Open Mic Mondays: Introducing Vulpes

Morning everyone, how are you doing?


The last couple of weeks have been demented, and I’m grabbing six minutes to put this together before I basically have to go out for the entire day. Full details inbound shortly, but for now, you need to know about Vulpes. Vulpes is the new imprint at Fox Spirit, the publisher I work with and it’s first book is extraordinary. Here’s Adele to tell you why;


Secret libraries, lost volumes, sword fighting and an Italian master. For a publisher, it doesn’t get much more exciting than a story like this.

Nicoletto Giganti, famous for his treatise of 1606, is recognised as one of the great Italian fencing masters:

The entirety of Giganti’s treatise is a wonderful masterwork of the art of fencing. Giganti’s ready, clear and complete intuition; the fantastic simplicity of his actions and the spontaneity of the various movements; the refined artistic feel which reveals itself in every detail of the extraordinary work, are qualities that place Giganti in the most elect rank of writers on arms.
Jacopo Gelli (1890)

It must be said that for the quality of its writing, Giganti’s is one of the very few classical works of fencing to have been held in regard by men of letters . . . the treatise is without a shadow of a doubt one of the best of the first half of the seventeenth century.

Carlo Bascetta (1978)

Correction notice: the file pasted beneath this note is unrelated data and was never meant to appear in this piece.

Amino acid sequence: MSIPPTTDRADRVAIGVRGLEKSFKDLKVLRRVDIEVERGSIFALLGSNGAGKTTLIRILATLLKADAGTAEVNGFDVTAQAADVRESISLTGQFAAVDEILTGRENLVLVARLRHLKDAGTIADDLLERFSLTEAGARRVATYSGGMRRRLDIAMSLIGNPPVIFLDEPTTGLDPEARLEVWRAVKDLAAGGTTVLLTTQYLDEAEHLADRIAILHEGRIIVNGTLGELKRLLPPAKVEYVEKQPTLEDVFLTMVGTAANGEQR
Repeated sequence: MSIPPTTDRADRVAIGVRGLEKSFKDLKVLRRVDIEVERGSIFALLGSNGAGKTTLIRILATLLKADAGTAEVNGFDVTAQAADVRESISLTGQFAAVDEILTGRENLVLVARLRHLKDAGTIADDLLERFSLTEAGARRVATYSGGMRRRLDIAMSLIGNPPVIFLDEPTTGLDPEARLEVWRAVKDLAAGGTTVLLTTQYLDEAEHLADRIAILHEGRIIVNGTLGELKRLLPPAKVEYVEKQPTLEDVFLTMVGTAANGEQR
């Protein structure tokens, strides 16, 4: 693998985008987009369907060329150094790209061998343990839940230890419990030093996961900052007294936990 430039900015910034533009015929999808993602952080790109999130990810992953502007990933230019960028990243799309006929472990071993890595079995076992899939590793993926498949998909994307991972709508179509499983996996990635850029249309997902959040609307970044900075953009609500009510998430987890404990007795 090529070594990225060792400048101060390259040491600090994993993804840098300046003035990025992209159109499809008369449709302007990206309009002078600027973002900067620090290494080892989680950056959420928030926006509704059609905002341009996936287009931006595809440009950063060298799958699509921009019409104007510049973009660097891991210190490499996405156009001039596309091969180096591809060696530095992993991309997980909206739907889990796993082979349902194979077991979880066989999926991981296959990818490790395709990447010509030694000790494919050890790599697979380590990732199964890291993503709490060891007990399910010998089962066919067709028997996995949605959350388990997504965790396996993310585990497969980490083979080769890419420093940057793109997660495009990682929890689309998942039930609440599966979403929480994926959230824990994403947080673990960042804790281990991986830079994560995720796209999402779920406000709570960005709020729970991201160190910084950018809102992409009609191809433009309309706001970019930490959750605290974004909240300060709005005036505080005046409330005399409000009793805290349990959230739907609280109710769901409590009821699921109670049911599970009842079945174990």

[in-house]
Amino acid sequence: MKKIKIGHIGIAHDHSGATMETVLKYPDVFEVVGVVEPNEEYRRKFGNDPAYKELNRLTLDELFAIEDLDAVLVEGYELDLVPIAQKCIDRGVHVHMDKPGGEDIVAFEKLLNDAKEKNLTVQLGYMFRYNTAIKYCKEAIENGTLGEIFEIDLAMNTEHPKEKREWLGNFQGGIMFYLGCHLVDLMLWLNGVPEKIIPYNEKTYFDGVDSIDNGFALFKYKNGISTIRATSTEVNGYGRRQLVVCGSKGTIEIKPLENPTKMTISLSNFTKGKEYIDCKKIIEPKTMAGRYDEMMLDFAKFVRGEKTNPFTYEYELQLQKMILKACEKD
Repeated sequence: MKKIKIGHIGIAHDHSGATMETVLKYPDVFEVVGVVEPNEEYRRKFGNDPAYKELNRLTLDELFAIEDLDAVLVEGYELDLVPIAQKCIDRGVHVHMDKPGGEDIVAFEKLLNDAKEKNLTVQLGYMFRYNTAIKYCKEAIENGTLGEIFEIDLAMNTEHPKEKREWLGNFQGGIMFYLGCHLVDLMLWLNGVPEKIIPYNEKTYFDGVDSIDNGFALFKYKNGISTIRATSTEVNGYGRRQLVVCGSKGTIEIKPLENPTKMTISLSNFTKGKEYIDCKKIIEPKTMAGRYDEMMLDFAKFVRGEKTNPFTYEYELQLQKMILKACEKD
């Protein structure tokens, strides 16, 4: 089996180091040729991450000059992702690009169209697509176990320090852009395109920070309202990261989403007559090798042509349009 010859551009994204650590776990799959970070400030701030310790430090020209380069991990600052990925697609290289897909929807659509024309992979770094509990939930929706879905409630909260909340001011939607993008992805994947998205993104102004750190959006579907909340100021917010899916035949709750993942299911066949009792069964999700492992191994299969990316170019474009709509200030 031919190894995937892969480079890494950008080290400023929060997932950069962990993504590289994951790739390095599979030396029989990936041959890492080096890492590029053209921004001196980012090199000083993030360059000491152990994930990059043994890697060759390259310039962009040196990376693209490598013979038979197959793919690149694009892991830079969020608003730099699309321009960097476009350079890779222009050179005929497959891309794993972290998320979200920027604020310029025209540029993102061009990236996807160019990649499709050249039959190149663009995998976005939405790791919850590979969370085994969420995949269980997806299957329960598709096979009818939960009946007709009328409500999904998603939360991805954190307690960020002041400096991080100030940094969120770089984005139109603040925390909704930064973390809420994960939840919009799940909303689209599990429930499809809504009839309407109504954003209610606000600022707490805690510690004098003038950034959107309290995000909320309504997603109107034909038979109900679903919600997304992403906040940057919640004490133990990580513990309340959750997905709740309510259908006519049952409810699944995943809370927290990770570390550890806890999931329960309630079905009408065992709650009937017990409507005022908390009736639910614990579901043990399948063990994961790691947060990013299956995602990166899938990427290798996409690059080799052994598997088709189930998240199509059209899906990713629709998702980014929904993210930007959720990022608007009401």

However his promise to write a second book appeared unfulfilled:

… we should not make promises [we can’t keep] to the curious … Nicoletto Giganti promised to publish a second book, but it cannot be found.

Giuseppe Morsicato Pallavicini (1673)

His promised second work never materialized
Sydney Anglo (2000)

Or else this work seemed lost to history:

… according to Gelli, Giganti did fulfill his promise to write a subsequent book on single sword and sword with a variety of companion weapons … To my knowledge, this work has not yet resurfaced.

Tom Leoni (2010)
After centuries of waiting, Nicoletto Giganti’s ‘lost’ second book, written in 1608, has been rediscovered, verified and lovingly translated by Piermarco Terminiello and Joshua Pendragon.

The discovery of an apparently unique extant copy of Giganti’s legendary second book is certainly a remarkable achievement … The release of a body of work from a great Renaissance master, thought lost (or never to have existed) for hundreds of years, is very exciting indeed, and a major new contribution to the modern effort to rediscover the lost arts of defence.
Tobias Capwell (2013)

It may be a little late for Mr Pallavicini, but one of this generation’s most exciting HEMA finds will be available this year, as a paperback and limited edition leather bound hardback.

Read the story of the book’s discovery and the men who unearthed and translated the work at

The paperback will be available on demand via Amazon. Publication of the paperback is expected on 15th November 2013, pricing TBC.

Limited edition hardcovers are by pre-order only, as they will be individually prepared for each customer by Black Orchard Books. Please allow up to six weeks from the publication date for these to arrive. Limited edition hardbacks are available to pre-order from SpaceWitch  at £75. A maximum of 50 of these will be produced with embossed leather covers, made by hand.

An ebook is being considered for future distribution.


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